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Pigs: Suidae

Behavior And Reproduction

The basic group is the mother-offspring pair, and group sizes vary from one to fifteen pigs. Females live alone or in a group with other females, and offspring remain with their birth group up to two years. Female offspring sometimes remain with the group permanently, but males always leave. With the exception of the African species, males and females interact only during breeding season. African males live with the group year-round and help raise the young. Male warthogs breed, leave, and then return to help care for the offspring.

Pigs vocalize when they are alarmed or in pain as well as when they are comfortable or breeding. Displays are used to ward off intruders or rivals, but if that fails, pigs will fight using tusks. Cannibalism and infanticide, killing of young, have been observed in some species, and wild piglets have been known to be playful and social.

Wild pigs are active at night. Warthogs are active during daylight hours.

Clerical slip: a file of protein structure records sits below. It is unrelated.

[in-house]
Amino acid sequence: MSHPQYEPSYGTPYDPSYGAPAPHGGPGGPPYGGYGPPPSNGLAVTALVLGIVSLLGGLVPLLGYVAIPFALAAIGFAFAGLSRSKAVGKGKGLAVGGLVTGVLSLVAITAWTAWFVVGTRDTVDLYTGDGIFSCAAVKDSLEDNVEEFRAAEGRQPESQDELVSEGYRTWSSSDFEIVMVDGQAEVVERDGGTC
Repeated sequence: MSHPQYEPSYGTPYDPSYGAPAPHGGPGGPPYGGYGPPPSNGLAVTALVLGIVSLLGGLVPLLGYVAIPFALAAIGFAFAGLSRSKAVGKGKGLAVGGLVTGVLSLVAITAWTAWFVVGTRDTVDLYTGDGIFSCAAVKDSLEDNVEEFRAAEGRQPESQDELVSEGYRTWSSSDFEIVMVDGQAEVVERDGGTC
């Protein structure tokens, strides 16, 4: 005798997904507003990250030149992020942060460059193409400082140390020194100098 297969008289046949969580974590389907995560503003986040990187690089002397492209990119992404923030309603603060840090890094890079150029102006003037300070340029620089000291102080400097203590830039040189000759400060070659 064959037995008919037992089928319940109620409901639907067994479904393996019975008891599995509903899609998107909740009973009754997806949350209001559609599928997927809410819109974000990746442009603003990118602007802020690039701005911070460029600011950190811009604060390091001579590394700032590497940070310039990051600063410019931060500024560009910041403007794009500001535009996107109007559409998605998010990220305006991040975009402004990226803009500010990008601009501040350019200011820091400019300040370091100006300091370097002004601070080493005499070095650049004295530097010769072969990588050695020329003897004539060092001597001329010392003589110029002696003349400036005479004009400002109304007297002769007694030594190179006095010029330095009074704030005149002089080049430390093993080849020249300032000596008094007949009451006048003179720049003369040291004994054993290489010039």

Male pigs breed with several females each season, but warthogs have been known to choose one mate for life. Courtship behavior includes chasing and calling. Pregnancy lasts 100 to 175 days, and during this time the female will build a nest from vegetation. Females give birth to one to twelve piglets in this secluded spot. The litters of domesticated pigs increase in number with age and may reach eighteen piglets. Piglets nurse, drink their mother's milk, up to twenty times each day. Some piglets are taken off mother's milk as early as five weeks, while others wait until thirty-two weeks of age. Sexual maturity of young is reached at eight months in some species, and at two to five years in others.

Primary predators of wild pigs are bobcats, coyotes, and black bears.

Additional topics

Animal Life ResourceMammalsPigs: Suidae - Physical Characteristics, Habitat, Behavior And Reproduction, Pigs And People, Conservation Status, Forest Hog (hylochoerus Meinertzhageni): Species Accounts - GEOGRAPHIC RANGE, DIET